Internal auditors must be able to freely access any information they need to perform their work effectively, the ECIIA has said in response to the European Commission’s (EC) consultation on the free flow of non-personal data.
“Internal auditors use non-personal data in the course of their audits and report critical findings and comments to senior management, the board and the audit committee,” the ECIIA’s response said. “In particular, such data is used to report on weaknesses in internal control processes, risk management and practices in the organisation.”
The ECIIA said it supported the EC’s proposal to guarantee the access to any data across Europe, which, it added, was especially crucial for internal auditors working in a group with offices in different countries across Europe.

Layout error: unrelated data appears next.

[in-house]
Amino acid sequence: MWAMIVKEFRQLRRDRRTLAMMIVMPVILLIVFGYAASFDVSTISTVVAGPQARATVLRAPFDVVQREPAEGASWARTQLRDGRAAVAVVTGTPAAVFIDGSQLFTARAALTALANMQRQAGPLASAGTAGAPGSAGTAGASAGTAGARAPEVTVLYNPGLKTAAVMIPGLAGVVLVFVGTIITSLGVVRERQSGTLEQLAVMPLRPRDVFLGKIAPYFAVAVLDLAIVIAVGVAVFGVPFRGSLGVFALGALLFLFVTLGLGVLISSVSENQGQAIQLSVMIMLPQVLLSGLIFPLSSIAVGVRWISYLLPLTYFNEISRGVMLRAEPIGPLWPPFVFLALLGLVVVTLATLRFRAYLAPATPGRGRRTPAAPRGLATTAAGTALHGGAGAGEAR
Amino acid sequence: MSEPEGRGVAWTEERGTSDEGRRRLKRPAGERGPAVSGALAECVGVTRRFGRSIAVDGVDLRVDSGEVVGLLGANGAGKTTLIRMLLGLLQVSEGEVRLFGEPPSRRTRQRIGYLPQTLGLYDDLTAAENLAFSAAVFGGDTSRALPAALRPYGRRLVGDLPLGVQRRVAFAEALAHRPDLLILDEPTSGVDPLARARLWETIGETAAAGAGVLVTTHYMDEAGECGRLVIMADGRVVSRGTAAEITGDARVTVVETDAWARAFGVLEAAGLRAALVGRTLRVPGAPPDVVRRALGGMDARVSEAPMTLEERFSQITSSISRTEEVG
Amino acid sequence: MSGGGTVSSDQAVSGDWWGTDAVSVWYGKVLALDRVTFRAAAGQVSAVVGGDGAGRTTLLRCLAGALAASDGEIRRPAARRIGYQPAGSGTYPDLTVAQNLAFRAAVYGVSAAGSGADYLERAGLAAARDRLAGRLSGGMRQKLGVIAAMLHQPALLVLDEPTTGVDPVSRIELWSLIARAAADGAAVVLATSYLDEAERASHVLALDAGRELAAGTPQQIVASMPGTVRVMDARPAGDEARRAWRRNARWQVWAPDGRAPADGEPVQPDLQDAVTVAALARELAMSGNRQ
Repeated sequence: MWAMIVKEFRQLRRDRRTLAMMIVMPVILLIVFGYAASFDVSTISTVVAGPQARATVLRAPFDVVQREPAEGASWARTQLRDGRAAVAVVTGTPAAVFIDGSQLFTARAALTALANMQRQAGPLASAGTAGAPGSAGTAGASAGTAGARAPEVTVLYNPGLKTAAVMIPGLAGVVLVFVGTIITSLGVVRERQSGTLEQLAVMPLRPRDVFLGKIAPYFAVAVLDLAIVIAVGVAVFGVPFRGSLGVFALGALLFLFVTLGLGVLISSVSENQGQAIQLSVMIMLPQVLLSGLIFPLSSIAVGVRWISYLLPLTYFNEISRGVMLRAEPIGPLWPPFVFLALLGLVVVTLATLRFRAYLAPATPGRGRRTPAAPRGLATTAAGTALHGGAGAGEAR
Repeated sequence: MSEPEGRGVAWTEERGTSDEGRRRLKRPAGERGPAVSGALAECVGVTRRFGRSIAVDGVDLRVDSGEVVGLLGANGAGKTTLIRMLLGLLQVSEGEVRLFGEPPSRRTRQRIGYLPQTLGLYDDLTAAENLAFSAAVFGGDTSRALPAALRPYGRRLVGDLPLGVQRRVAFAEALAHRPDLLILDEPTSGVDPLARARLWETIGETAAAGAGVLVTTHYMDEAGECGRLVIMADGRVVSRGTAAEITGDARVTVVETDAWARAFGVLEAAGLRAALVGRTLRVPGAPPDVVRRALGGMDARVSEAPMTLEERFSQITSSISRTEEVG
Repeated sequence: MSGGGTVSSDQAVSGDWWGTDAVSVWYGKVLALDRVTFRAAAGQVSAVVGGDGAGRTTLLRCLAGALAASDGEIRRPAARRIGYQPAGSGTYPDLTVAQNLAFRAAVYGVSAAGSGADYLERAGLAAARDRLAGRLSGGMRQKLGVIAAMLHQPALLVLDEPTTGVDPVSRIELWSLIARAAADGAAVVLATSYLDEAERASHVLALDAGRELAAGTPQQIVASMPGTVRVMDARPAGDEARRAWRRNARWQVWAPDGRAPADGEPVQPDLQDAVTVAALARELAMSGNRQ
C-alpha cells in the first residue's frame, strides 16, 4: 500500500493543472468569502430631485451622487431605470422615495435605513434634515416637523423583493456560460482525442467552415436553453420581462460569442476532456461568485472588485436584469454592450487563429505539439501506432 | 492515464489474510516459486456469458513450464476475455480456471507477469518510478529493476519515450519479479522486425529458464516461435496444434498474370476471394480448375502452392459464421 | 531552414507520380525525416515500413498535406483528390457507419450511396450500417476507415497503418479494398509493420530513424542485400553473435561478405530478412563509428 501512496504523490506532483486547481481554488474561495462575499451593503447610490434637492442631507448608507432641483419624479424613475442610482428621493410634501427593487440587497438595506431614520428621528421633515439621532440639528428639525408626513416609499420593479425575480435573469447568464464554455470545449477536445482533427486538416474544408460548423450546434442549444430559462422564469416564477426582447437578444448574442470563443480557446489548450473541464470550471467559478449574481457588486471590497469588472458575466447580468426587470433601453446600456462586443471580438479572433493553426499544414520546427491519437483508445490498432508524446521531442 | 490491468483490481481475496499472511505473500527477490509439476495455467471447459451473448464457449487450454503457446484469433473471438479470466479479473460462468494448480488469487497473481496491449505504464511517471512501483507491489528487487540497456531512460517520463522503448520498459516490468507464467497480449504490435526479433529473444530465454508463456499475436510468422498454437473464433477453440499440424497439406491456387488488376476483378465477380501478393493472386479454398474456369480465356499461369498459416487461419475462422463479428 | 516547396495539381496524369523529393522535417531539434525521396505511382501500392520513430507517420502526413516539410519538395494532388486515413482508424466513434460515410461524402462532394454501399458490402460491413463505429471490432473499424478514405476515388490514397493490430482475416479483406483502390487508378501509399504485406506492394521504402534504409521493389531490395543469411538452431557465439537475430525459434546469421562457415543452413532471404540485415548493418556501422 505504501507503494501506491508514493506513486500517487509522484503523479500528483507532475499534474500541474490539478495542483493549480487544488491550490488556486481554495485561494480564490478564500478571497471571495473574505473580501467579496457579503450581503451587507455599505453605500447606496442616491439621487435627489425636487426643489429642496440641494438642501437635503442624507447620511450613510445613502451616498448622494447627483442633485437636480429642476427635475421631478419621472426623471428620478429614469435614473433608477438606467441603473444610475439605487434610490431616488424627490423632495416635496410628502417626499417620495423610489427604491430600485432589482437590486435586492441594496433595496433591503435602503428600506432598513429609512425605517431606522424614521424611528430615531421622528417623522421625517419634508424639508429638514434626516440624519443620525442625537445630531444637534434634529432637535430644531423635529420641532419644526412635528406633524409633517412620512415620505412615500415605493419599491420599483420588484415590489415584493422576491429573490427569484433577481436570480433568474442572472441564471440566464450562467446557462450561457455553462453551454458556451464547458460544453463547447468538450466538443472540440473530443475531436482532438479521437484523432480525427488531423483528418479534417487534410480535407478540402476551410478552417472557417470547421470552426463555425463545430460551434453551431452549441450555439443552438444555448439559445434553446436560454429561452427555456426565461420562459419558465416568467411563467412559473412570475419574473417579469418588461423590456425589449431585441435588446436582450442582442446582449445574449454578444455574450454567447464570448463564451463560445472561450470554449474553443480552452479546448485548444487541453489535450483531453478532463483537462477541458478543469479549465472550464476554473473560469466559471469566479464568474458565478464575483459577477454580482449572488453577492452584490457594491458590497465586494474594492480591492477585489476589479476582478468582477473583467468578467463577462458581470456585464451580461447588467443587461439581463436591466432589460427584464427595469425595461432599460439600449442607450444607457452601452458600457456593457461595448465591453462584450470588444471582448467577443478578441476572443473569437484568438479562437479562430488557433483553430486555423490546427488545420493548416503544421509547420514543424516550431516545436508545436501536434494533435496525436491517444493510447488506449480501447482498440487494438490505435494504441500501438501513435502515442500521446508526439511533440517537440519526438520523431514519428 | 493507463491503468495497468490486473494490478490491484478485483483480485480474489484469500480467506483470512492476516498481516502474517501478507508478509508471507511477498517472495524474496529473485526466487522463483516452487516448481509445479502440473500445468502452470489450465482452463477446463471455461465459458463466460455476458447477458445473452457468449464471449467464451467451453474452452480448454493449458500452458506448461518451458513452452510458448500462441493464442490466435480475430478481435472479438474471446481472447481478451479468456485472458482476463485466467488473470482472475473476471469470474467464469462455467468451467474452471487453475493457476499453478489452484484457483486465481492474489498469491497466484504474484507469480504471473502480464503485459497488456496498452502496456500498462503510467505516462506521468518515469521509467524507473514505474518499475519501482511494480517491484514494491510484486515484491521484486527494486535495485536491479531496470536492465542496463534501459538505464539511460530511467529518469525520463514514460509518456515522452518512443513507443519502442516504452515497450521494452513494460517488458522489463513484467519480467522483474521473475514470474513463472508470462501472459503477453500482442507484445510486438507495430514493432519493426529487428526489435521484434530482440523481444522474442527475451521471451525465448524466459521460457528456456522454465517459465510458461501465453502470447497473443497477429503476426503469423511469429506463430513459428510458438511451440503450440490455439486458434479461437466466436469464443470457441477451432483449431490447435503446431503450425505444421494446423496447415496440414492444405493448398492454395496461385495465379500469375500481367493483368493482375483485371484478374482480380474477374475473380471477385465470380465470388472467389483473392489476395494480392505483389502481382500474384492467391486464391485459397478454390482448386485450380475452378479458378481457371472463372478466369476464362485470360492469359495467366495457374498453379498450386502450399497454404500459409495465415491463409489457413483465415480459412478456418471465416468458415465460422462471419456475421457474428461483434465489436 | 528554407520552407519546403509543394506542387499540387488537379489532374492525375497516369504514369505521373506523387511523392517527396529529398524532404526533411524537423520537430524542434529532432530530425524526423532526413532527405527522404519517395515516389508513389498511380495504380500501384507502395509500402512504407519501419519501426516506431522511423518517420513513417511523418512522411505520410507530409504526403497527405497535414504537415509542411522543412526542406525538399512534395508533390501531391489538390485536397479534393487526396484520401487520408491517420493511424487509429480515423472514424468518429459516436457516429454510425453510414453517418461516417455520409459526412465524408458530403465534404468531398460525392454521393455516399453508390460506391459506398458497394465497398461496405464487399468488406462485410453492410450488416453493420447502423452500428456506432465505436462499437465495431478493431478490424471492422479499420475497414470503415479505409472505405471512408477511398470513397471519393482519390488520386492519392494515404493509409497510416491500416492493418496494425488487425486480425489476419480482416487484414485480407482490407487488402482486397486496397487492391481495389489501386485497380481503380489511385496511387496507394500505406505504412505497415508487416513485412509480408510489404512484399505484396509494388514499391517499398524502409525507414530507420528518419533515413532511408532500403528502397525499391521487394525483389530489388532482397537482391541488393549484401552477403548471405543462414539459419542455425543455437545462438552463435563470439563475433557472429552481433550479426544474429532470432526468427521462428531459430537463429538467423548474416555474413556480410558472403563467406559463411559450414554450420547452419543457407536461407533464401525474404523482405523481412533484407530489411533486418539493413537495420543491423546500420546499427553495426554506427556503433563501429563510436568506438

“On the basis of the Global Standards for the profession, internal auditors are bound to follow the requirements of mandatory professional guidance, so, in effect, they have a common approach across Europe,” ECIIA President Farid Aractingi said. “Therefore, subject to the principle of subsidiarity, it would be desirable also to take a common approach to the access of data for the Internal Auditors in Europe.”
The EC’s proposals are set out in its document State of the Union 2017: A framework for the free flow of non-personal data in the EU.
They are meant complement its already existing rules for personal data. The new rules will enable the storage and processing of non-personal data across the Union are intended to boost the competitiveness of European businesses and to modernise public services in an effective EU single market for data services.